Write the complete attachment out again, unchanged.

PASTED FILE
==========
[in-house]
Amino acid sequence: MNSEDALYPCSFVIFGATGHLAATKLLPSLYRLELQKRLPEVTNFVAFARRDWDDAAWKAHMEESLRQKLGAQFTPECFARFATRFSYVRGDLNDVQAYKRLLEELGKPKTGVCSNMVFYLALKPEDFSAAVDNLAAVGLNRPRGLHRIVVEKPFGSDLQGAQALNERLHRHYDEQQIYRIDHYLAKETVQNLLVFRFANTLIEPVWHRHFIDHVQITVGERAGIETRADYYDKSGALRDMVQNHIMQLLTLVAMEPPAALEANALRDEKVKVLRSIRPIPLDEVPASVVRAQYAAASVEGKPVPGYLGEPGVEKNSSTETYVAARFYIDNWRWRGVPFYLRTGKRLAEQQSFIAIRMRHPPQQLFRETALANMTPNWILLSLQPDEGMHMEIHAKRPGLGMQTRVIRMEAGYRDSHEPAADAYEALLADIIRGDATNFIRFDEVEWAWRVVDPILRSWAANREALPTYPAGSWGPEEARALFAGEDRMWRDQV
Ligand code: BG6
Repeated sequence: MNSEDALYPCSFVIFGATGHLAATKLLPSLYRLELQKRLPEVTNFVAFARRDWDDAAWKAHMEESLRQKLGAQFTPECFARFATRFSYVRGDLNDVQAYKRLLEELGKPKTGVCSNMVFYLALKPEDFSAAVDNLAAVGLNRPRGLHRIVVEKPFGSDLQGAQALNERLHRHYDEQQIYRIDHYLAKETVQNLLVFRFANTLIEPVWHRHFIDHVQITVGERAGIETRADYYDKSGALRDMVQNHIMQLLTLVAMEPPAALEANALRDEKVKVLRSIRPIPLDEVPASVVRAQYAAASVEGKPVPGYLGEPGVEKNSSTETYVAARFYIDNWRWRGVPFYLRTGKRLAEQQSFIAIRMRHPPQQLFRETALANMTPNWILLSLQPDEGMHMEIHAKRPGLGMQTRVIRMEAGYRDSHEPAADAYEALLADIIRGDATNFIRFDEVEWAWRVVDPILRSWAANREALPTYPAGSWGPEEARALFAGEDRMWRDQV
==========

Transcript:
[in-house]
Amino acid sequence: MNSEDALYPCSFVIFGATGHLAATKLLPSLYRLELQKRLPEVTNFVAFARRDWDDAAWKAHMEESLRQKLGAQFTPECFARFATRFSYVRGDLNDVQAYKRLLEELGKPKTGVCSNMVFYLALKPEDFSAAVDNLAAVGLNRPRGLHRIVVEKPFGSDLQGAQALNERLHRHYDEQQIYRIDHYLAKETVQNLLVFRFANTLIEPVWHRHFIDHVQITVGERAGIETRADYYDKSGALRDMVQNHIMQLLTLVAMEPPAALEANALRDEKVKVLRSIRPIPLDEVPASVVRAQYAAASVEGKPVPGYLGEPGVEKNSSTETYVAARFYIDNWRWRGVPFYLRTGKRLAEQQSFIAIRMRHPPQQLFRETALANMTPNWILLSLQPDEGMHMEIHAKRPGLGMQTRVIRMEAGYRDSHEPAADAYEALLADIIRGDATNFIRFDEVEWAWRVVDPILRSWAANREALPTYPAGSWGPEEARALFAGEDRMWRDQV
Ligand code: BG6
Repeated sequence: MNSEDALYPCSFVIFGATGHLAATKLLPSLYRLELQKRLPEVTNFVAFARRDWDDAAWKAHMEESLRQKLGAQFTPECFARFATRFSYVRGDLNDVQAYKRLLEELGKPKTGVCSNMVFYLALKPEDFSAAVDNLAAVGLNRPRGLHRIVVEKPFGSDLQGAQALNERLHRHYDEQQIYRIDHYLAKETVQNLLVFRFANTLIEPVWHRHFIDHVQITVGERAGIETRADYYDKSGALRDMVQNHIMQLLTLVAMEPPAALEANALRDEKVKVLRSIRPIPLDEVPASVVRAQYAAASVEGKPVPGYLGEPGVEKNSSTETYVAARFYIDNWRWRGVPFYLRTGKRLAEQQSFIAIRMRHPPQQLFRETALANMTPNWILLSLQPDEGMHMEIHAKRPGLGMQTRVIRMEAGYRDSHEPAADAYEALLADIIRGDATNFIRFDEVEWAWRVVDPILRSWAANREALPTYPAGSWGPEEARALFAGEDRMWRDQV